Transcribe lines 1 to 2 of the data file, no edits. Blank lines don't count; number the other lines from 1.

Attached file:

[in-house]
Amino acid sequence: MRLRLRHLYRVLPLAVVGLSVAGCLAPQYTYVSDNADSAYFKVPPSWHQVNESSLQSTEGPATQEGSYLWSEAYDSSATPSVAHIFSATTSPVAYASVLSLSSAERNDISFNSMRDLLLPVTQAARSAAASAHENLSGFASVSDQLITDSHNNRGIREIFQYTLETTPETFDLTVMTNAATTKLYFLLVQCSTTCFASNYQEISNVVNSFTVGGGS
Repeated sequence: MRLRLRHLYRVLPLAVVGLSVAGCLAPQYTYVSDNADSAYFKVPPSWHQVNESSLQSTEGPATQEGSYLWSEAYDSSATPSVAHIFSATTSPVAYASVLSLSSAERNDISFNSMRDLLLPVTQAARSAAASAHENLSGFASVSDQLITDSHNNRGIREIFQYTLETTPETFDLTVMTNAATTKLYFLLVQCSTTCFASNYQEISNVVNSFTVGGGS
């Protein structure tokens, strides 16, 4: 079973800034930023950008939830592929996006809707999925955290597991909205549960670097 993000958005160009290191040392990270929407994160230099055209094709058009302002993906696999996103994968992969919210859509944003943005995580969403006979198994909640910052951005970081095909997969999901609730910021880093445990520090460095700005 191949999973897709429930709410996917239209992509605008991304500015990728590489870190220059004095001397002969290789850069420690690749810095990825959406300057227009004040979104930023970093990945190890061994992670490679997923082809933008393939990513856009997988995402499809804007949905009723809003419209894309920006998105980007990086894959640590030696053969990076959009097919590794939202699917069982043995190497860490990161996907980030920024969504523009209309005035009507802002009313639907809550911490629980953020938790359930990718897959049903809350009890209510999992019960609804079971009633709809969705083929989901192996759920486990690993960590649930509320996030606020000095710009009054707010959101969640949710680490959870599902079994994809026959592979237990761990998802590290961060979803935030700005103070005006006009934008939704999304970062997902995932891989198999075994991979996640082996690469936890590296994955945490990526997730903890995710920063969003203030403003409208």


[in-house]
Amino acid sequence: MRLRLRHLYRVLPLAVVGLSVAGCLAPQYTYVSDNADSAYFKVPPSWHQVNESSLQSTEGPATQEGSYLWSEAYDSSATPSVAHIFSATTSPVAYASVLSLSSAERNDISFNSMRDLLLPVTQAARSAAASAHENLSGFASVSDQLITDSHNNRGIREIFQYTLETTPETFDLTVMTNAATTKLYFLLVQCSTTCFASNYQEISNVVNSFTVGGGS